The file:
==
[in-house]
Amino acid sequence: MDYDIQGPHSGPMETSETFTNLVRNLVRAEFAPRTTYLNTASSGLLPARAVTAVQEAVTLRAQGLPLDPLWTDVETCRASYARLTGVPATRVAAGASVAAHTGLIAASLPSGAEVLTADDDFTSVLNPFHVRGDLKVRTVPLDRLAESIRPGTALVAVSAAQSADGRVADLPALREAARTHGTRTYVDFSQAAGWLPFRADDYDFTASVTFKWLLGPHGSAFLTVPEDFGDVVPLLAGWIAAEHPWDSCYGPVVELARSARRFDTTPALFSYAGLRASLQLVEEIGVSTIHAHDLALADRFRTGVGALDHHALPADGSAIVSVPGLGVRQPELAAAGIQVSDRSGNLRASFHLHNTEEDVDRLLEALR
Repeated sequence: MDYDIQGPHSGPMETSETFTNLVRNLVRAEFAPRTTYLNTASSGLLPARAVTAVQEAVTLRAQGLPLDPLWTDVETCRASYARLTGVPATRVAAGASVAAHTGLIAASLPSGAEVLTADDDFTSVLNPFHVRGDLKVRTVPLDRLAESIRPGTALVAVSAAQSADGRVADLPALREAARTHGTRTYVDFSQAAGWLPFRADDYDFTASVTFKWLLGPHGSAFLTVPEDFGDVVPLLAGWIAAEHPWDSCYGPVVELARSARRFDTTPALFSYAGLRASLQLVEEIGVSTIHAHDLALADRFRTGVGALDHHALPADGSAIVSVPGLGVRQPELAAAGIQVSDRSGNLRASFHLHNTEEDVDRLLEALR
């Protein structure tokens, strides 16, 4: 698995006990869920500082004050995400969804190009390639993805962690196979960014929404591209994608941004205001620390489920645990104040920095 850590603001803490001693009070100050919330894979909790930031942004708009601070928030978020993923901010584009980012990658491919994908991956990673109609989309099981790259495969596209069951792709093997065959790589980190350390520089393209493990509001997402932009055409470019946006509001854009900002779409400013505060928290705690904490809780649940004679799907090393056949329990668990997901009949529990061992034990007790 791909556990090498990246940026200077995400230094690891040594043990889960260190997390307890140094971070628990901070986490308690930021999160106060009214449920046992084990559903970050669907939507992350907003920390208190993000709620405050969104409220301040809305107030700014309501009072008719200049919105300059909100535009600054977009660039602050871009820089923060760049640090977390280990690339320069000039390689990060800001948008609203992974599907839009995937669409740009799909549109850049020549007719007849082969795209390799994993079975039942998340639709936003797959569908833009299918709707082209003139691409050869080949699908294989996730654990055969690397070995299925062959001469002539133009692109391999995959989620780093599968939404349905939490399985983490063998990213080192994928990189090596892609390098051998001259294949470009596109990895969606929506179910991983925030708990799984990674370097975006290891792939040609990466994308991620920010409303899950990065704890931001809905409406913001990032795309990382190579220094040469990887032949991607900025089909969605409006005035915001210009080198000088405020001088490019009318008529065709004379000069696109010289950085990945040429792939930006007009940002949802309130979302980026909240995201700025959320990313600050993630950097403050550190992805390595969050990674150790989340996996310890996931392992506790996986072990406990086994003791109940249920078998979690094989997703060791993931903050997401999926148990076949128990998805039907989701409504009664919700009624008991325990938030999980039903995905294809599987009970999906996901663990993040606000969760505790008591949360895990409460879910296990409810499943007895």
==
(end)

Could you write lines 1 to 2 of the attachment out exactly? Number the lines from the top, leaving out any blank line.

[in-house]
Amino acid sequence: MDYDIQGPHSGPMETSETFTNLVRNLVRAEFAPRTTYLNTASSGLLPARAVTAVQEAVTLRAQGLPLDPLWTDVETCRASYARLTGVPATRVAAGASVAAHTGLIAASLPSGAEVLTADDDFTSVLNPFHVRGDLKVRTVPLDRLAESIRPGTALVAVSAAQSADGRVADLPALREAARTHGTRTYVDFSQAAGWLPFRADDYDFTASVTFKWLLGPHGSAFLTVPEDFGDVVPLLAGWIAAEHPWDSCYGPVVELARSARRFDTTPALFSYAGLRASLQLVEEIGVSTIHAHDLALADRFRTGVGALDHHALPADGSAIVSVPGLGVRQPELAAAGIQVSDRSGNLRASFHLHNTEEDVDRLLEALR